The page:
(PRWEB UK) 17 April 2012
Right now, thousands of cars become gridlocked on the country’s most congested routes, with drivers’ blood pressure rising as they sit, frustrated, in traffic queues. Plenty of time, of course, to ponder how much longer it may be before money is found to invest in the infrastructure and effect much-needed improvements.
But what will the future look like if key routes are privatised in order to relieve congestion and ensure regular maintenance? Many drivers and motoring organisations, including the AA, fear that any improvements are likely to be part funded by road tolling, leading to sharp rises in motoring costs.
In either scenario, people who decide to ride motorcycles rather than drive cars are likely to be better off. In the first instance, bikes find it easier to move through traffic and therefore make faster progress when roads are congested. In fact, in some areas, motorcyclists are allowed to use bus lanes which can speed up the time it takes to get from A to B considerably. Bus lanes on the majority of London’s red routes have been opened up to motorbikes since January 2012 to help ease congestion and reduce carbon dioxide emissions. But bikers beware. This is not the case across the whole capital or in all towns and cities across the country so it pays to check traffic signs carefully before entering to avoid a hefty fine.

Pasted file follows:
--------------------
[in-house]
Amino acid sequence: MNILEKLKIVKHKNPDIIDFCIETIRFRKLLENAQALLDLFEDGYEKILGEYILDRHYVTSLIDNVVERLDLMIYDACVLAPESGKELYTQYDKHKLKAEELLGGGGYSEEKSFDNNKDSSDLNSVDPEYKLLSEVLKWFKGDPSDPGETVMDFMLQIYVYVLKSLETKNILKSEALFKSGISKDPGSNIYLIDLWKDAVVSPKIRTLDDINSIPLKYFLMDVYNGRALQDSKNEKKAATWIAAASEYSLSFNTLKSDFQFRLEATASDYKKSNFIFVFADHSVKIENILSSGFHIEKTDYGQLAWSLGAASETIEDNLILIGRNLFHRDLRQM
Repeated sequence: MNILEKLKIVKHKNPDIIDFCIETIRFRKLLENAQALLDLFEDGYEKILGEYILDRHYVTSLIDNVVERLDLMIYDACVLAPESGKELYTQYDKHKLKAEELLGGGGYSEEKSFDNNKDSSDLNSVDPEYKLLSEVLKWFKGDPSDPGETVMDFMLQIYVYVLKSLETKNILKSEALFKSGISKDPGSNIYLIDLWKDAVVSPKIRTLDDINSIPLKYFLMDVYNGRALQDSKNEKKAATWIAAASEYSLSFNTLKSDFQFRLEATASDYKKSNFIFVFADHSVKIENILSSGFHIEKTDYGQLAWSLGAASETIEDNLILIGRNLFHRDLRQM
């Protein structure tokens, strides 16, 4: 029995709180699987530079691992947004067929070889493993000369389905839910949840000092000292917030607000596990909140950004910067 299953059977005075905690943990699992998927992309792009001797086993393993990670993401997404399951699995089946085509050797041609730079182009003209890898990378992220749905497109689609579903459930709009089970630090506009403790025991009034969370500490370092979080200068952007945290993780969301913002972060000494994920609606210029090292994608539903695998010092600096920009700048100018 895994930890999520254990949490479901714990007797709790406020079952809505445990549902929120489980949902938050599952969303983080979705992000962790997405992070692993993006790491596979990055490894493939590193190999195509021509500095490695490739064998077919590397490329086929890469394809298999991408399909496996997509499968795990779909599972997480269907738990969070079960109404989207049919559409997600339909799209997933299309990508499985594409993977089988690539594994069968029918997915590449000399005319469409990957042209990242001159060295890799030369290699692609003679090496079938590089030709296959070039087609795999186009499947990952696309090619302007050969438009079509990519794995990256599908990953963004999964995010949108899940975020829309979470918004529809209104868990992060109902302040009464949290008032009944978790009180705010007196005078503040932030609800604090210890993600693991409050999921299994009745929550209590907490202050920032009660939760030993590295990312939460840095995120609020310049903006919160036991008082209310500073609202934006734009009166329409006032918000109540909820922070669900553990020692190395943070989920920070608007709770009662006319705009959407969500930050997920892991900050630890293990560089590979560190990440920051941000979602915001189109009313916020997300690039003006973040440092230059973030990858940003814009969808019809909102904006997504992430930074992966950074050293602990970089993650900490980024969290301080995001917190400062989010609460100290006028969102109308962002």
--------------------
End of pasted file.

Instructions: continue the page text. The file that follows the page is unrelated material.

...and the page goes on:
If Messrs Cameron and Osborne should press ahead with selling off major roads and tolls are introduced, bikers are still on a winning streak when it comes to overall motoring costs.
Motorcyclists pay considerably less road tax, get more miles to the gallon (unless it's a gas guzzling model) and have fewer problems finding on-street parking so can avoid huge car parking charges.
Based on current practice, motorcyclists are also likely to pay much less in toll charges – if any at all. For example, bikes can use toll-charging routes such as the Severn Crossing, Dartford Crossing and Tamar Bridge for free. Even driving the length of the M6 toll road on a motorcycle will cost almost 50% less than car drivers would pay.
Motorcycle Direct won’t be taking bets on the likelihood of the government’s road plans going ahead, especially given the negative outcry about the scheme. But in the famous words of one Conservative minister it might be better to ‘get on your bike’ either way.